In addition to the Dengue Prevention Campaign the MRCU use an array of insecticides and control methods to reduce nuisance biting mosquitoes notably Ochlerotatus taeniorhynchus, the Salt Marsh Mosquito, that plagues the swamps that cover over 50% of the islands. This currently involves three pre-hatch campaigns annually in which temephos or methoprene are applied aerially in rotation to large swamp areas to reduce numbers of larvae when swamp levels rise caused by rain or high tide. This is supplemented by aerial adulticiding with permethrin if unexpectedly high numbers of adult mosquitoes are observed. There is also extensive private sector use of insecticides with many homes employing pest control services or using aerosols to control cockroaches, ants, termites, centipedes, and scorpions.

Resistance to insecticides is common in Ae. aegypti. In the Caribbean, resistance to DDT developed as early as 1955.2 Organophosphate resistance is also widespread in the region37 and pyrethroid resistance has been reported in Puerto Rico,8 Dominican Republic,3 British Virgin Islands,6 Cuba,7 and Martinique.9 Two major mechanisms are thought to be largely responsible for insecticide resistance: changes in the target site or increases in the rates of insecticide detoxification. Both of these mechanisms have been implicated in conferring resistance to insecticides in Ae. aegypti. For example, elevated levels of esterases have been associated with temephos resistance in Trinidad,10 British Virgin Islands,6 and Cuba7 and several cytochrome P450 genes have been found over-expressed in pyrethroid-resistant populations of Ae. aegypti.11,12 Multiple substitutions in the target site of DDT and the pyrethroid insecticides, the voltage-gated sodium channel on the insects' neurones, have also been described,9,13,14 often referred to as kdr mutations (describing the knockdown resistance phenotype). However, only one of these, a valine to isoleucine substitution at codon 1016, has been clearly linked to insecticide resistance.13

Rising levels of insecticide resistance in the region combined with strong Caribbean transport links, increased urbanization, and heavy pesticide usage on the island make it imperative that the MRCU take a proactive approach to insecticide resistance monitoring and management. A pilot study in November 2006 found low levels of resistance to the organophosphate temephos in Ae. aegypti in Grand Cayman and prompted a change in larviciding policy to introduce Bti. Here, we report the results of a larger survey of the insecticide resistance status of the local Ae. aegypti population and describe the underlying mechanisms responsible for this resistance.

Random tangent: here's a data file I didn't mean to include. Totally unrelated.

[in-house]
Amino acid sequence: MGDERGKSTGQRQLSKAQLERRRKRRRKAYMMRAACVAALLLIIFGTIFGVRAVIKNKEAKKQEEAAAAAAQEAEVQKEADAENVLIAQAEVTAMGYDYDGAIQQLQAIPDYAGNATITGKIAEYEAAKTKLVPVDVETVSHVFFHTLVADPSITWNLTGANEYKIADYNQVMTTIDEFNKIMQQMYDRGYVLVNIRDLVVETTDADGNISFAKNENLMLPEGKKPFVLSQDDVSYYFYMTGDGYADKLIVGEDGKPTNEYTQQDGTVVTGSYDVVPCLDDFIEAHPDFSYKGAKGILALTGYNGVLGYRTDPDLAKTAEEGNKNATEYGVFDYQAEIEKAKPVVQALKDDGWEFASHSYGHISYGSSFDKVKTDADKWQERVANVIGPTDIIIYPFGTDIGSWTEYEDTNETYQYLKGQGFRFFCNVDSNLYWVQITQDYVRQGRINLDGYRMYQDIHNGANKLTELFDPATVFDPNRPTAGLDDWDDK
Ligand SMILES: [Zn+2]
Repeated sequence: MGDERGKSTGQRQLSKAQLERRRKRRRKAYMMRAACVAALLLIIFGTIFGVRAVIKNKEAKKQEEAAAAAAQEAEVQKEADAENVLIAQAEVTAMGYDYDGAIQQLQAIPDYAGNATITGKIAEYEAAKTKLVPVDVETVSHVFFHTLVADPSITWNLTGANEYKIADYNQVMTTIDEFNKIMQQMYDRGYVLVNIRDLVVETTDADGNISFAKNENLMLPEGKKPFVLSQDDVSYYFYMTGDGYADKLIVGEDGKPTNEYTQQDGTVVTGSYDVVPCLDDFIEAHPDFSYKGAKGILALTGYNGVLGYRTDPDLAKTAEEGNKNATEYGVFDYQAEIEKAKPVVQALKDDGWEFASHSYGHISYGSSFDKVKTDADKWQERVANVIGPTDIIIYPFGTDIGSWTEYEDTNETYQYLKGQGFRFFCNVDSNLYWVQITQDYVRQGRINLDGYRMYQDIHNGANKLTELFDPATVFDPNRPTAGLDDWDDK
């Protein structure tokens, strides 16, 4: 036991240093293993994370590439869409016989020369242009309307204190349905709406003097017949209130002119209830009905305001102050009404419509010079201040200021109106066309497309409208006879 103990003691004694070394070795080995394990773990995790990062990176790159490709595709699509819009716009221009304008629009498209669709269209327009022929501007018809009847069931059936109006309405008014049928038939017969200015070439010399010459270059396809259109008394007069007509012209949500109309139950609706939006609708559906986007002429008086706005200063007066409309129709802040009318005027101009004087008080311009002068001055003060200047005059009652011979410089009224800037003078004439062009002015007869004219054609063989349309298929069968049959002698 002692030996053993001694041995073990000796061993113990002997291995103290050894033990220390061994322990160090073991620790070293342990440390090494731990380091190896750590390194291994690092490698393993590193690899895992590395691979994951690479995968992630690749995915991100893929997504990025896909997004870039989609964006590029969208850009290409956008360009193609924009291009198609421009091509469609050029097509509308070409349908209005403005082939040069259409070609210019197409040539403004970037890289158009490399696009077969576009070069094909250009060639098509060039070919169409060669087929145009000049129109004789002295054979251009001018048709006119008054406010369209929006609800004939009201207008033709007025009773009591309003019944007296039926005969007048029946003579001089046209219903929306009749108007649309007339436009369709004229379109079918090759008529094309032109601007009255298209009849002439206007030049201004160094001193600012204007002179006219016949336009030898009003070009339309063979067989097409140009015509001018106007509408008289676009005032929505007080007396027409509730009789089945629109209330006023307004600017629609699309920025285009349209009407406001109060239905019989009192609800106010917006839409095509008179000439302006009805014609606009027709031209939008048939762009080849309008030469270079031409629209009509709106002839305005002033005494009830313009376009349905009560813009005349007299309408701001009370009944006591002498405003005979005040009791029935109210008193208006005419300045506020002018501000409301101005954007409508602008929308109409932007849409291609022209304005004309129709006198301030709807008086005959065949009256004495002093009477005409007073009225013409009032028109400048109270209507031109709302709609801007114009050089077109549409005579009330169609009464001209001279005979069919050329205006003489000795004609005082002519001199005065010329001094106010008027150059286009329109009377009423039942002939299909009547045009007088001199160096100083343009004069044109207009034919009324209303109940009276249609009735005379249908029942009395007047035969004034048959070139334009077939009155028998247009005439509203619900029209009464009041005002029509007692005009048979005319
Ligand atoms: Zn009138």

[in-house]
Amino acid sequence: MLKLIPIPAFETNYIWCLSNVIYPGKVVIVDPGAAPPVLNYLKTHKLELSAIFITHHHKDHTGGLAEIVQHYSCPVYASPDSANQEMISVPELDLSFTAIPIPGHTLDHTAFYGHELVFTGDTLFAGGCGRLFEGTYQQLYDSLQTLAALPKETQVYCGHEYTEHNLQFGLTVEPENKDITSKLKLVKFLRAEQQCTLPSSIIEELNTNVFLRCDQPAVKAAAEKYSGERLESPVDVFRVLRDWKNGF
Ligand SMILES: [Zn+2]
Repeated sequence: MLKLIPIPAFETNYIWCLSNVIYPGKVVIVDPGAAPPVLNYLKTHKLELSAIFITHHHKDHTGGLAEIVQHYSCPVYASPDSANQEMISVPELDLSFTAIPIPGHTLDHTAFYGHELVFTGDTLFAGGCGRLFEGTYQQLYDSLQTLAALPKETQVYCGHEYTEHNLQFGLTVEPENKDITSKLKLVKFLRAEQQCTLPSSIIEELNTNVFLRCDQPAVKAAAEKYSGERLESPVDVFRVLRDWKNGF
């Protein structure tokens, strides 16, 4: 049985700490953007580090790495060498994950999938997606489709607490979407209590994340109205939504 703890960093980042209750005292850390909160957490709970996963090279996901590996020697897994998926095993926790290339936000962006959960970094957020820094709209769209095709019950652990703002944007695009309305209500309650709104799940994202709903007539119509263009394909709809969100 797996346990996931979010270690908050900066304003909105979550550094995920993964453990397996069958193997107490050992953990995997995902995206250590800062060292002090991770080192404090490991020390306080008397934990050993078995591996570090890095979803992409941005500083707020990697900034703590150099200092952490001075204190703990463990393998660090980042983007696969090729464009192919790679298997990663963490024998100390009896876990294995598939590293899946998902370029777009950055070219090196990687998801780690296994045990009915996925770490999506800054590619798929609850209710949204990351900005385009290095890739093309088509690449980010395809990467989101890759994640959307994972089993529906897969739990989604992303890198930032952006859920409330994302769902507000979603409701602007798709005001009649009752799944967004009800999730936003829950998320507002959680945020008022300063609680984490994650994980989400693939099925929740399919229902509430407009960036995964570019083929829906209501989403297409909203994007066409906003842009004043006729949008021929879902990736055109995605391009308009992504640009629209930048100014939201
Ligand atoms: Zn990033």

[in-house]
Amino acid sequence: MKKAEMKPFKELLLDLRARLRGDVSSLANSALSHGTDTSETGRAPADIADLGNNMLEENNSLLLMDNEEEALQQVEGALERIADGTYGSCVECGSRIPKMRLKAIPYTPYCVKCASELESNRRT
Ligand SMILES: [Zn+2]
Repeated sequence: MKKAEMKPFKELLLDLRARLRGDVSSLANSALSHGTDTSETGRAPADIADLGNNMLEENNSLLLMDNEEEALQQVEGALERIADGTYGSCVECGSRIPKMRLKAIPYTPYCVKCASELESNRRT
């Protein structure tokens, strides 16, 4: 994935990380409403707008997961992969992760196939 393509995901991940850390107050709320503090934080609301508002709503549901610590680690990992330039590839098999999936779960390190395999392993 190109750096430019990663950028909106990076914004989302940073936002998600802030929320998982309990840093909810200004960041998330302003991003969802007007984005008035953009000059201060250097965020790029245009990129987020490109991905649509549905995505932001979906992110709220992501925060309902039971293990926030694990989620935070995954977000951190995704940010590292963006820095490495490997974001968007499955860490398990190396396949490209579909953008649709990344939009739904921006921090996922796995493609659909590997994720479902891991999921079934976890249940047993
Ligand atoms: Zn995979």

Materials and Methods

Mosquito strains.

Aedes aegypti larvae were collected from field surveillance sites in George Town and West Bay, Grand Cayman in January 2008. The collections were pooled and reared to adults in the insectary at the MCRU. The F1 generation was used for insecticide bioassays and the F2 generation for the biochemical assays. Two insecticide susceptible strains were used in the study: the Rockefeller strain, an insecticide susceptible strain of Caribbean origin that has been in colony since the early 1930s,15 and the New Orleans strain, originally colonized by the Centers for Disease Control and Prevention (CDC).

Further larval field collections were made from West Bay, George Town, and East End in February and March 2008. These were reared to adults and then frozen for later molecular analysis.

Insecticide bioassays.

Larval bioassays were performed according to World Health Organization (WHO) guidelines16; briefly, 1 mL of temephos (Chemservice, West Chester, PA) dissolved in ethanol was added to 249 mL distilled water containing 25 third- to fourth-instar larvae. Five different concentrations between 0.0015 and 0.06 mg/L temephos and an ethanol-only control were tested in triplicate on different days. Mortality was scored in each group over a 24-hour test period. Mosquitoes with abnormal appearance or that were unable to swim to the surface were counted as dead. Any larvae that had pupated during the course of the experiment were disregarded from the totals. The lethal concentration that kills 50% (LC50) values was calculated using Log dose Probit (LdP) Line software (Ehabsoft, Cairo, Egypt).

Adult bioassays were carried out on 1–3-day-old mosquitoes using WHO insecticide susceptibility test kits using papers supplied by WHO: 4% DDT, 0.75% permethrin, 0.05% deltamethrin, and 0.05% lambda-cyhalothrin. The exposure time was varied to determine the Lethal Time that kills 50% of the population (LT50). Control assays, in which mosquitoes were exposed to papers impregnated with carrier oil only, were conducted in parallel. After exposure mosquitoes were transferred to a holding tube and supplied 10% sugar solution on a cotton pad. Mortality was scored over a 24-hour test period; LT50 values were from log time versus probit mortality lines generated using Log dose Probit (Ldp) line software.

The effect of pre-exposure to the synergist, piperonyl butoxide (PBO) on permethrin-induced mortality was also assessed. Adult 1–3-day-old females were exposed to papers impregnated with 4% PBO or to control papers and then immediately exposed to 0.75% permethrin for a further 2 hours using WHO susceptibility test kits. Mortality was scored after 24 hours. Over 100 mosquitoes were used in each assay.

Biochemical assays.